Magazine October 2019

UAMS Set to Roll Out Virtual Appointments

appointments

by Lauren McLemore

In November, the University of Arkansas for Medical Sciences expects to begin rolling out telemedicine initiatives such as real-time virtual appointments and remote patient monitoring to health-care providers and hospitals around the state.

 Dr. Curtis Lowery, director of the UAMS Institute for Digital Health & Innovation, hopes that the virtual appointments will be available statewide by the first of the year. Details such as pricing need to be worked out, he says, and the appointments will be offered only after hours and on weekends at first. Patients can expect to pay out of pocket until insurance companies are on board, which he expects to happen soon after the program is launched. Medicare now has codes available that pay for remote patient monitoring.

 “What we’re trying to do is stand up a platform that any physician in Arkansas can utilize and any health care system can utilize, and it’ll be for everybody and it’ll be with your own doctors, hopefully, if they are in the program,” Lowery says. “Being a teaching hospital, I feel like we have a commitment to the state to be a resource for the entire state and not just a for-profit entity.”

Lowery participated in a panel discussion on the future of health care at the Sept. 19 Arkansas Health & Business Symposium, hosted by the University of Arkansas Walton Business College at the Clinton Presidential Center in Little Rock.

“The patients will have a lot more power over their visits than they’ve had before,” Lowery says. “We will be able to link this video-conferencing software in so you can go in through the [UAMS] patient portal and look for a provider or schedule a visit online.”

Ideally, the providers will be able to see the patient’s chart on the screen while they are engaging in the virtual appointment. While the software will offer convenience and flexibility for both parties, there are still some questions about how effective it will be without the opportunity to physically touch the patient.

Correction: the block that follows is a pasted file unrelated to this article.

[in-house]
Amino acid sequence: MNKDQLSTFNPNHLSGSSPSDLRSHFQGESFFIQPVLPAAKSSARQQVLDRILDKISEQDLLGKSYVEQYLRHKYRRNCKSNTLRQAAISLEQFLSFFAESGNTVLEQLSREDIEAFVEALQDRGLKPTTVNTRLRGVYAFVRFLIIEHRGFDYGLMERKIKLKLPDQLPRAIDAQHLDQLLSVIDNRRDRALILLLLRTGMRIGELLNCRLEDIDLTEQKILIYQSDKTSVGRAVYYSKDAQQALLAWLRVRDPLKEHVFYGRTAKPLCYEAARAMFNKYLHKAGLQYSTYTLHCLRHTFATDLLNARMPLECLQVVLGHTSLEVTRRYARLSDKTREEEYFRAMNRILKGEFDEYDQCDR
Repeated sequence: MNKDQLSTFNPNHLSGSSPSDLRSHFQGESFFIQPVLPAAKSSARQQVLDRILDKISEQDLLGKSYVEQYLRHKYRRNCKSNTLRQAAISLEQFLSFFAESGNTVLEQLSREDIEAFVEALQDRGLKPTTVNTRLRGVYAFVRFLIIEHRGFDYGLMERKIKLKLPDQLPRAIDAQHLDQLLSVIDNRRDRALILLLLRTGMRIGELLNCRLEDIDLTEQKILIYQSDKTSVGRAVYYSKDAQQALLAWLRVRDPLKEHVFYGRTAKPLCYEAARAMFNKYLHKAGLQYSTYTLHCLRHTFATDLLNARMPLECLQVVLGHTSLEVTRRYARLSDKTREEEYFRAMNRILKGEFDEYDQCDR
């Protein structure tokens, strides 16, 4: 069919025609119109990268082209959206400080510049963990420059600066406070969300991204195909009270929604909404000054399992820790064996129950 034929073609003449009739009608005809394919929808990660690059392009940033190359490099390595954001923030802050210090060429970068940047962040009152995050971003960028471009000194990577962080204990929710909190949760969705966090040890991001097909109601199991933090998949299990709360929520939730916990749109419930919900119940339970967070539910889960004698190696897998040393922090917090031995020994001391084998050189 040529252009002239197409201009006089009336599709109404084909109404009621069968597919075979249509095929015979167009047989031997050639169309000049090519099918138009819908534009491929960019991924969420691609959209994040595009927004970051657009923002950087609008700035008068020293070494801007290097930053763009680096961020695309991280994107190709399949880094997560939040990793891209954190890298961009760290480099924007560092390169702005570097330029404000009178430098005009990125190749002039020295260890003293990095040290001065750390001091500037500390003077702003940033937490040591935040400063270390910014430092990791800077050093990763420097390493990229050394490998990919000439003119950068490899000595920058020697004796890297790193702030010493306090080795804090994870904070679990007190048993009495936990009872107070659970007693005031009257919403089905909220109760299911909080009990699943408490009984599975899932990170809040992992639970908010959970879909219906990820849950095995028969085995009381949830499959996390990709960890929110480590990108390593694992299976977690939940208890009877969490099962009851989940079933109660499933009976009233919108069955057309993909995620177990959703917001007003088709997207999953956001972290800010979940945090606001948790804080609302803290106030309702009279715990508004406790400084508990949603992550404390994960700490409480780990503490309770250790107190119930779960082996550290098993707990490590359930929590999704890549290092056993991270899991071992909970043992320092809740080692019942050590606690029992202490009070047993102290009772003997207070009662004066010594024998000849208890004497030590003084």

“It’s not like being in the same room as somebody,” Lowery says. “But it can help.”

 Even if the patient has to make the trip to a clinic for further testing, the hospitals want to employ predictable models to make the experience just as efficient as in-home treatment. Because of providers’ access to patient records of all kinds, today’s practitioners have an abundance of information they one day may be able to plug into a machine to assess parameters and guide them through treatment.

Though there is less autonomy with a systems approach, clinicians will be highly involved and able to use these predictive models as guidelines to aid them in taking preventative approaches to treatment.

 “At the very least, the machine can help check to make sure they aren’t missing stuff,” Lowery says. He believes this aspect of digital health care could help hospitals save money and help more people.

 “In a fee-for-service world, providers get paid for doing things and the hospitals get paid for admitting people to the hospital and so it’s a volume, consumption-based care,” Lowery says. “By negotiating value-based contracts for which providers are rewarded for not spending unnecessary money, hospitals — especially valuable rural clinics and partners — could potentially thrive in a way like they never have before.”

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